Monday, March 30, 2009

Turbo Tax

I used Turbo Tax for the first time ever. The last few years we have been paying a CPA to do our taxes. He retired and sold his business so I thought that this year I could try Turbo Tax. I have the last few years of taxes as an example, so it made it even easier to do them. Last year was pretty much the same as the year before financially speaking, except for the hideous losses in our mutual funds, that is.

I loaded Turbo Tax on my computer and looked for updates (you should do this first thing! There were a couple of updates for both Federal and State). It asks you for your personal information (date of birth, occupation, dependents, etc). Once that is filled out you move on to the interview portion. It is divided into three categories: Wages, Deductions & Credits, and Other Tax Situations. In this section you can choose to 1) select specific topics, if you already know the income information that is to be entered; or 2) guide me through, which takes you step by step through each item.

In this section, there is a place that you can enter in your log in and pin for a participating employer to automatically download your W-2 information. If it worked, it would be really convenient, but it didn't work for me so I entered in all the information by hand. The categories in this section are: 1) Wages and Salaries; 2) Import your Tax Info; 3)Dividends and Interest; 4)Other common Income (1099); and 5) Investment income.

Then it takes you through an interview process where you answer questions and click in information. Fairly straightforward. All the information should be right on your W-2, and the questions also alert the program to other scenarios which may need special handling.

Each of those categories takes you through your W-2 and tells you which box to find the information. The program guides you through each step, and if you need help there is a help function. I was able to see other people's questions in a box to the right but was unable to see the answers. This may be a glitch in the program but you can also just open another window and go straight to the Turbo Tax webpage for help as well. Lucky for me that I have a relative who does taxes so I just called and asked my questions.

After the Wages section is complete, you move on to the next section which is Deductions and Credits. Here again it guides you through each item. This section has 10 categories which are: 1) Home; 2) Family; 3) Donations; 4)Cars and Other things you Own; 5)Education; 6) Medical Expenses; 7)Estimates and Other Taxes Paid; 8)Retirement Investments 9)Employment Expenses and 10) Other Deductions and Credits. Each category has a list of credits and deductions.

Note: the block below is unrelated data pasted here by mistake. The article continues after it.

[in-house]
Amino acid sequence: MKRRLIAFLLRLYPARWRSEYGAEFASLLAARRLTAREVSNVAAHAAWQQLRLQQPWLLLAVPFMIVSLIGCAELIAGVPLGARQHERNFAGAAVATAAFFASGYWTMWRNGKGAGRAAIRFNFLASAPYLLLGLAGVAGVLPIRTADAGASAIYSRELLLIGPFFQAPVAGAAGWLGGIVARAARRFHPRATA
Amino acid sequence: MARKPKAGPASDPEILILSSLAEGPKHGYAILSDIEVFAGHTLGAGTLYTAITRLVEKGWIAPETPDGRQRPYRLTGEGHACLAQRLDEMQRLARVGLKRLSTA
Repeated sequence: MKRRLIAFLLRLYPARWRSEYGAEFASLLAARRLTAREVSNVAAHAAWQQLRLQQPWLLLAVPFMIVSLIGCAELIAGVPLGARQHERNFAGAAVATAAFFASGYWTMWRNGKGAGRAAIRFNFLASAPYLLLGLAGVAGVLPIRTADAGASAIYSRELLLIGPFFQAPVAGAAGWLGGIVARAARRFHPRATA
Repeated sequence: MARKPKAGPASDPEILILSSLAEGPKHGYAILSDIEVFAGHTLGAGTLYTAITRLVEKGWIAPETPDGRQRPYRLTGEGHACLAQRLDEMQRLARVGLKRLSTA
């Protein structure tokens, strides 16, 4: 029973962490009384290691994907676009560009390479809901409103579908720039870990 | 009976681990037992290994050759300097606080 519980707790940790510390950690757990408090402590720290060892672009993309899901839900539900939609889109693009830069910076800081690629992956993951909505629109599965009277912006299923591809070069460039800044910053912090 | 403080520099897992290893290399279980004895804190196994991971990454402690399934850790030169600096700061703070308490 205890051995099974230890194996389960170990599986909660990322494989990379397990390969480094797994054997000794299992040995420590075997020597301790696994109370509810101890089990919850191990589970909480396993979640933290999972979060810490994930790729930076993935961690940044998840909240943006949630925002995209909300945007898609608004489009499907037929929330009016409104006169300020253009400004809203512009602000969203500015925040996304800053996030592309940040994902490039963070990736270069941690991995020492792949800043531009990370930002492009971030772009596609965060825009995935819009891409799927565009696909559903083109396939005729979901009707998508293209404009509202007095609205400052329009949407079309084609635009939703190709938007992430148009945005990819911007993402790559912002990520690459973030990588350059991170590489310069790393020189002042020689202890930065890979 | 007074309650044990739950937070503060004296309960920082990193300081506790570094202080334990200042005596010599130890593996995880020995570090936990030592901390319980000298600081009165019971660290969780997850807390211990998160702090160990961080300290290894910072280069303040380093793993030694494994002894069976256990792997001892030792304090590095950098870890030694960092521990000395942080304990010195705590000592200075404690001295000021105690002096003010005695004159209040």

After this section is complete, the next section is Other Tax Situations which covers things like the Alternative Minimum Tax and a few other things.

The program will take you through a 4 step review, and a download for Audit support, should you get audited. That download was free with Turbo Tax Premier, which is the version I purchased. For an additional fee of $39.95, you may choose an option for a professional tax preparer to go over your return. I didn't choose that but it could be a good option for someone who had any questions or concerns. Now the Federal return is finished.

The Premier program also allows you to download one State filing for free as well. You choose your state and it will download the necessary forms. This time, the program puts in the information that you already entered from your w-2. It takes you through the screens just like in the Federal portion.

Once the State is finished, you have the option to e-file and print. The Federal e-file is included with the program, but to e-file the State, the cost was $19.95. I chose to pay the additional for the convenience, but you can print and mail it if you prefer. After you enter in the information for e-filing, the program will file your taxes and send you a confirmation email. Your refund (if you have one coming) will be direct deposited in your bank account in as little as 8 days.

I printed a hard copy for my records, and then I was finished!

Pretty easy, and I saved over $200 in tax preparation fees. The total cost for the program was $72.00 plus the $20.00 to e-file my state return.

If you haven't done your taxes yet, then you may want to consider Turbo Tax as an option--- I did see some negative comments about the program on the Consumer review site, but I have to say that my experience using this program was fine.

1 comment:

Moody said...

I've used turbo tax in the past with good luck. Our taxes are pretty complicated what with Mike's 2 businesses. I went to a CPA friend last year and probably will again this year because I HATE doing our taxes even with TT.